Friday, October 17, 2014

Forbes Attacks David Gordon

This is going to be fun.

John Tamny is out with an article in Forbes attacking David Gordon. The article is actually titled, David Gordon Takes Aim At Steve Forbes, But Hits Ludwig von Mises.

Gordon has a special knife he uses for such attacks, it's his razor sharp mind. Tamny is about to find out what a real shock and awe attack is like,

Gordon will have little problem in fending off this attempted mugging. Tamny seems to either have a reading comprehension problem or likes to run things through a minor league distortion machine.

Here Tamny's charge:
Last week Mises Institute senior fellow David  Gordon reviewed Money, the book released last summer by Steve Forbes and Elizabeth Ames. Gordon described it as “odd” in the sense that he disagreed with how the authors have chosen to define money. What struck this writer as odd is that in lightly attacking Forbes and Ames, Gordon only succeeded insofar as he perhaps unintentionally revealed a strong disagreement about money with the intellectual father of the Institute which employs him, Ludwig von Mises.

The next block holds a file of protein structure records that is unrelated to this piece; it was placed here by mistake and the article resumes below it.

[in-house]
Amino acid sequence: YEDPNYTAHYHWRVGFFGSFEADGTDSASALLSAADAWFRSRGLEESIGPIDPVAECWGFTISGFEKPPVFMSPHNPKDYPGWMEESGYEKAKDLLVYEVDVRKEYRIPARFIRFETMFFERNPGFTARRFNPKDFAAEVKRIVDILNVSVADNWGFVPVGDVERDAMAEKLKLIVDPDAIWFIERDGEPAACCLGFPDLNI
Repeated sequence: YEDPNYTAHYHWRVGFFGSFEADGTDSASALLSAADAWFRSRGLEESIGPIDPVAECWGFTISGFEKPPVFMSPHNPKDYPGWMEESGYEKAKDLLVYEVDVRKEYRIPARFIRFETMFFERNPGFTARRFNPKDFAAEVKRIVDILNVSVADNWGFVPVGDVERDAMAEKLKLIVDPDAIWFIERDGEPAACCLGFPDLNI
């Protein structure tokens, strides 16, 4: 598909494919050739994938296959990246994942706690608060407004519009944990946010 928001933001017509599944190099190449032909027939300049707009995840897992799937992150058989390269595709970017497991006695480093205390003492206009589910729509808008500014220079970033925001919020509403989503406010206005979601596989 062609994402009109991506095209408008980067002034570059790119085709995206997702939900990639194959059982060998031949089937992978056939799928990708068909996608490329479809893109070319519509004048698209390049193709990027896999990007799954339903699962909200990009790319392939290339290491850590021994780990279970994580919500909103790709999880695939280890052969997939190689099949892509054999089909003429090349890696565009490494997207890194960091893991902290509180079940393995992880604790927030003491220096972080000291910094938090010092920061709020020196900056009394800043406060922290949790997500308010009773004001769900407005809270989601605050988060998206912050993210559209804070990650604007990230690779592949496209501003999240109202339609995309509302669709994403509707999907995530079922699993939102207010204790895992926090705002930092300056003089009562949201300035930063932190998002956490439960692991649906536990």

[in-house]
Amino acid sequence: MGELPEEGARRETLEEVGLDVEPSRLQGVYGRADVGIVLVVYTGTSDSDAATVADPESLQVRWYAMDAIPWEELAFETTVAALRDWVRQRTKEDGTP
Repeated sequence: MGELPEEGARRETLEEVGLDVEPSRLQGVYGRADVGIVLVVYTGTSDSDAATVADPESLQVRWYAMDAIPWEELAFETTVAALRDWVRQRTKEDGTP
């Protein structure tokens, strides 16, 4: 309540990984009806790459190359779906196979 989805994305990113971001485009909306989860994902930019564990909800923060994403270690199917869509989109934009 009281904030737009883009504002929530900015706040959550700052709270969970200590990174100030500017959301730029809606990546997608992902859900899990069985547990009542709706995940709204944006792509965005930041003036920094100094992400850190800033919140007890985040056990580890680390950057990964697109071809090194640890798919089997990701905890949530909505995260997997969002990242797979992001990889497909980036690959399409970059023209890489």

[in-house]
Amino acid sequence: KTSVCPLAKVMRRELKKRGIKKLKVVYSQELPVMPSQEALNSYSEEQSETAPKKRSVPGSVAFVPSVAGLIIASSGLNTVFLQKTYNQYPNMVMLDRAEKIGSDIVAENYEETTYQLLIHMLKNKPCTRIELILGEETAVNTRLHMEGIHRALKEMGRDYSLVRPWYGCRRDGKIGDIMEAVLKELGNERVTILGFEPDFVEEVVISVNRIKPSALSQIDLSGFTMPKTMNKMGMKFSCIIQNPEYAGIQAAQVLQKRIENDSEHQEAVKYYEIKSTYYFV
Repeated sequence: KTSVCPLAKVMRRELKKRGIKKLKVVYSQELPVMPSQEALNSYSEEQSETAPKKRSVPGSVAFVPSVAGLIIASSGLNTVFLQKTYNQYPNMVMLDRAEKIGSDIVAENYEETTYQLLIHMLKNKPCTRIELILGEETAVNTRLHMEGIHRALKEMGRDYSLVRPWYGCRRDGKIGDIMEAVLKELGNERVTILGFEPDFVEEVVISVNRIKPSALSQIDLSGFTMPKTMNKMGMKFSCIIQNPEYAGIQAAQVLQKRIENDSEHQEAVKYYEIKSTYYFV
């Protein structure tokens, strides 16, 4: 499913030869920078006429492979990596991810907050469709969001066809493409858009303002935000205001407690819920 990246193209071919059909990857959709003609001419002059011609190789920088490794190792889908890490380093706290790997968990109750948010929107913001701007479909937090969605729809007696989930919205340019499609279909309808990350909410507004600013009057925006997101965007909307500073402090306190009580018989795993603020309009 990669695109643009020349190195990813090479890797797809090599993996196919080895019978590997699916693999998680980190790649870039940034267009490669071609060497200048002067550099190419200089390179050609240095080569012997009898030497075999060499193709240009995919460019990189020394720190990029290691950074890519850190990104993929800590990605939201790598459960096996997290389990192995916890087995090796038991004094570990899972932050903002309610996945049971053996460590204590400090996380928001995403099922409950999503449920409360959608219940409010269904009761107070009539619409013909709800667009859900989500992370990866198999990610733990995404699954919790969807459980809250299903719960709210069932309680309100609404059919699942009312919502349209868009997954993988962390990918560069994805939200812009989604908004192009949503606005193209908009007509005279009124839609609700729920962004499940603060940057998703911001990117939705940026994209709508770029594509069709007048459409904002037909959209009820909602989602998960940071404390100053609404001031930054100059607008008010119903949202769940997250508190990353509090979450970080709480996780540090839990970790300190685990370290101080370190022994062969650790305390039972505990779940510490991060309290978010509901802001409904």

Gordon has a problem with the Forbes and Ames assertion that money is merely a measure meant to facilitate exchange. Notable here is that the authors are simply stating what’s obvious, something that surely predates even Adam Smith (“the sole use of money is to circulate consumable goods”), that money isn’t wealth. It’s what we use to exchange actual wealth.
So what is this so-called evidence that Mises disagreed with Gordon's point on money as a measure of value.. Tamny says:
 As Mises wrote in Human Action, “One must disregard the intermediary role played by money in order to realize that what is ultimately exchanged is always economic goods of the first order against other such goods. Money is nothing but a medium of personal exchange (my emphasis).” In short, Mises saw money just as Forbes and Ames do, as a measure that fosters the exchange of actual economic goods.
Say what? Again, Tamny either has a reading comprehension problem or is running his stuff through a minor league distortion machine. Money being a medium of personal exchange is not the same as it being a measure to facilitate exchange.

Tamny needs to do a little more reading of Mises. Here's what Mises really thinks about money as a measure. From The Theory of Money and Credit:
Although it is usual to speak of money as a measure of value and prices, the notion is entirely fallacious.

No comments:

Post a Comment